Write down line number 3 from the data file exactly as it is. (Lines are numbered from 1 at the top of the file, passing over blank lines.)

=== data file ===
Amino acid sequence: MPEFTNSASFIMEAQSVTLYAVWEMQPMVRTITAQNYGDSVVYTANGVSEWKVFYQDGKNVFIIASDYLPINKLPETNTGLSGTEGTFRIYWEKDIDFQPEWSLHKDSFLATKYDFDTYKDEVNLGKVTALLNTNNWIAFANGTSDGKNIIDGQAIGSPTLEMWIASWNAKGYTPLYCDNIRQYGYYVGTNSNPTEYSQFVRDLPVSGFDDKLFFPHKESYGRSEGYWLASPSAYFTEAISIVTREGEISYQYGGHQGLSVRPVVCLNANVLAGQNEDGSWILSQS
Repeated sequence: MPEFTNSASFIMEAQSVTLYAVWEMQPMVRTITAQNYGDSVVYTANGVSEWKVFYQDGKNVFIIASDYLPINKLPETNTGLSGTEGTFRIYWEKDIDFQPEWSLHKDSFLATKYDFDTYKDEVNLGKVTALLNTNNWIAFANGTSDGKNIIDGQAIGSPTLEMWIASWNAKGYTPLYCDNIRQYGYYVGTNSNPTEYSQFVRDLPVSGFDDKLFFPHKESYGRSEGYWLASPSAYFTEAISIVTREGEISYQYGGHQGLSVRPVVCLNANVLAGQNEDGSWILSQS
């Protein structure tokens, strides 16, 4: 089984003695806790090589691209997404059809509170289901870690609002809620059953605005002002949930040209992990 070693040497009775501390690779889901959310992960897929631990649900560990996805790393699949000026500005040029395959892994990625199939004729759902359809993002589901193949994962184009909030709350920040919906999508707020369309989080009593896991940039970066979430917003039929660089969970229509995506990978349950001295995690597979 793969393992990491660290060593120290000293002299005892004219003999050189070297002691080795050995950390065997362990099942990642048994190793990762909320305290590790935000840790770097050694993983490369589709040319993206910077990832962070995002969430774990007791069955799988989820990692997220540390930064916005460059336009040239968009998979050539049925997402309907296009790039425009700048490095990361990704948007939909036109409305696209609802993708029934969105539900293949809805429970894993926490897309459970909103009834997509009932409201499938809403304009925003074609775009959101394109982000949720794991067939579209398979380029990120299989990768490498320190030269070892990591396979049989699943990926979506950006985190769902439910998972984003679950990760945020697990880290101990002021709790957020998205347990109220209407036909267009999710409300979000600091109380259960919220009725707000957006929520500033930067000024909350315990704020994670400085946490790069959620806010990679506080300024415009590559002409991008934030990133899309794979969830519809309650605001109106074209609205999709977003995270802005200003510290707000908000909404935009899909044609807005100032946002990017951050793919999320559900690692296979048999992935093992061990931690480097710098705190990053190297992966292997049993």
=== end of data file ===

């Protein structure tokens, strides 16, 4: 089984003695806790090589691209997404059809509170289901870690609002809620059953605005002002949930040209992990 070693040497009775501390690779889901959310992960897929631990649900560990996805790393699949000026500005040029395959892994990625199939004729759902359809993002589901193949994962184009909030709350920040919906999508707020369309989080009593896991940039970066979430917003039929660089969970229509995506990978349950001295995690597979 793969393992990491660290060593120290000293002299005892004219003999050189070297002691080795050995950390065997362990099942990642048994190793990762909320305290590790935000840790770097050694993983490369589709040319993206910077990832962070995002969430774990007791069955799988989820990692997220540390930064916005460059336009040239968009998979050539049925997402309907296009790039425009700048490095990361990704948007939909036109409305696209609802993708029934969105539900293949809805429970894993926490897309459970909103009834997509009932409201499938809403304009925003074609775009959101394109982000949720794991067939579209398979380029990120299989990768490498320190030269070892990591396979049989699943990926979506950006985190769902439910998972984003679950990760945020697990880290101990002021709790957020998205347990109220209407036909267009999710409300979000600091109380259960919220009725707000957006929520500033930067000024909350315990704020994670400085946490790069959620806010990679506080300024415009590559002409991008934030990133899309794979969830519809309650605001109106074209609205999709977003995270802005200003510290707000908000909404935009899909044609807005100032946002990017951050793919999320559900690692296979048999992935093992061990931690480097710098705190990053190297992966292997049993």